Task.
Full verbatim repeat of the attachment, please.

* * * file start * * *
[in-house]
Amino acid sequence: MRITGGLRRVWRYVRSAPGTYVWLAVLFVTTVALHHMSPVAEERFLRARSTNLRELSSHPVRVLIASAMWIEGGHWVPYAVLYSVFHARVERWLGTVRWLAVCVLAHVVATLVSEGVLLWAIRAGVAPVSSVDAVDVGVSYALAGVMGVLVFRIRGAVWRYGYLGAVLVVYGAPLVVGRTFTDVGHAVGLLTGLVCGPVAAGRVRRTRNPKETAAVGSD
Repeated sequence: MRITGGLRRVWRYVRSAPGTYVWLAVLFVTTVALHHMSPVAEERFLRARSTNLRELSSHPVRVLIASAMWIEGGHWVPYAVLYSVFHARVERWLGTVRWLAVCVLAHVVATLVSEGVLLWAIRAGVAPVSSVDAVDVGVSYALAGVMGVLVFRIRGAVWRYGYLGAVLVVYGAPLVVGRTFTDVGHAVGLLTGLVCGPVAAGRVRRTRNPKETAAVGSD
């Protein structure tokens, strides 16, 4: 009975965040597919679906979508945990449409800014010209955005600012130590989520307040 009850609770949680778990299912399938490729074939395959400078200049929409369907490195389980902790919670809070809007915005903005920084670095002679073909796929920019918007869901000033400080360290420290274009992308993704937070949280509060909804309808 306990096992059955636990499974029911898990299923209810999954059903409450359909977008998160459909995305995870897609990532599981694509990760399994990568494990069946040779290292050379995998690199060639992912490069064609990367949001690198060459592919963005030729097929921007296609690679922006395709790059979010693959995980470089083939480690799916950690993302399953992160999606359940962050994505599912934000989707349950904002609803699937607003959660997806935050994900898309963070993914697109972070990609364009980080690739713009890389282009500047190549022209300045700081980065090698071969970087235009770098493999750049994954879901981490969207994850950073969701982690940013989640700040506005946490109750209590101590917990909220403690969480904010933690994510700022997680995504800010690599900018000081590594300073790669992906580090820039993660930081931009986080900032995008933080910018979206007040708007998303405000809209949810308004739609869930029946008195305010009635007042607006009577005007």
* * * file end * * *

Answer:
[in-house]
Amino acid sequence: MRITGGLRRVWRYVRSAPGTYVWLAVLFVTTVALHHMSPVAEERFLRARSTNLRELSSHPVRVLIASAMWIEGGHWVPYAVLYSVFHARVERWLGTVRWLAVCVLAHVVATLVSEGVLLWAIRAGVAPVSSVDAVDVGVSYALAGVMGVLVFRIRGAVWRYGYLGAVLVVYGAPLVVGRTFTDVGHAVGLLTGLVCGPVAAGRVRRTRNPKETAAVGSD
Repeated sequence: MRITGGLRRVWRYVRSAPGTYVWLAVLFVTTVALHHMSPVAEERFLRARSTNLRELSSHPVRVLIASAMWIEGGHWVPYAVLYSVFHARVERWLGTVRWLAVCVLAHVVATLVSEGVLLWAIRAGVAPVSSVDAVDVGVSYALAGVMGVLVFRIRGAVWRYGYLGAVLVVYGAPLVVGRTFTDVGHAVGLLTGLVCGPVAAGRVRRTRNPKETAAVGSD
């Protein structure tokens, strides 16, 4: 009975965040597919679906979508945990449409800014010209955005600012130590989520307040 009850609770949680778990299912399938490729074939395959400078200049929409369907490195389980902790919670809070809007915005903005920084670095002679073909796929920019918007869901000033400080360290420290274009992308993704937070949280509060909804309808 306990096992059955636990499974029911898990299923209810999954059903409450359909977008998160459909995305995870897609990532599981694509990760399994990568494990069946040779290292050379995998690199060639992912490069064609990367949001690198060459592919963005030729097929921007296609690679922006395709790059979010693959995980470089083939480690799916950690993302399953992160999606359940962050994505599912934000989707349950904002609803699937607003959660997806935050994900898309963070993914697109972070990609364009980080690739713009890389282009500047190549022209300045700081980065090698071969970087235009770098493999750049994954879901981490969207994850950073969701982690940013989640700040506005946490109750209590101590917990909220403690969480904010933690994510700022997680995504800010690599900018000081590594300073790669992906580090820039993660930081931009986080900032995008933080910018979206007040708007998303405000809209949810308004739609869930029946008195305010009635007042607006009577005007």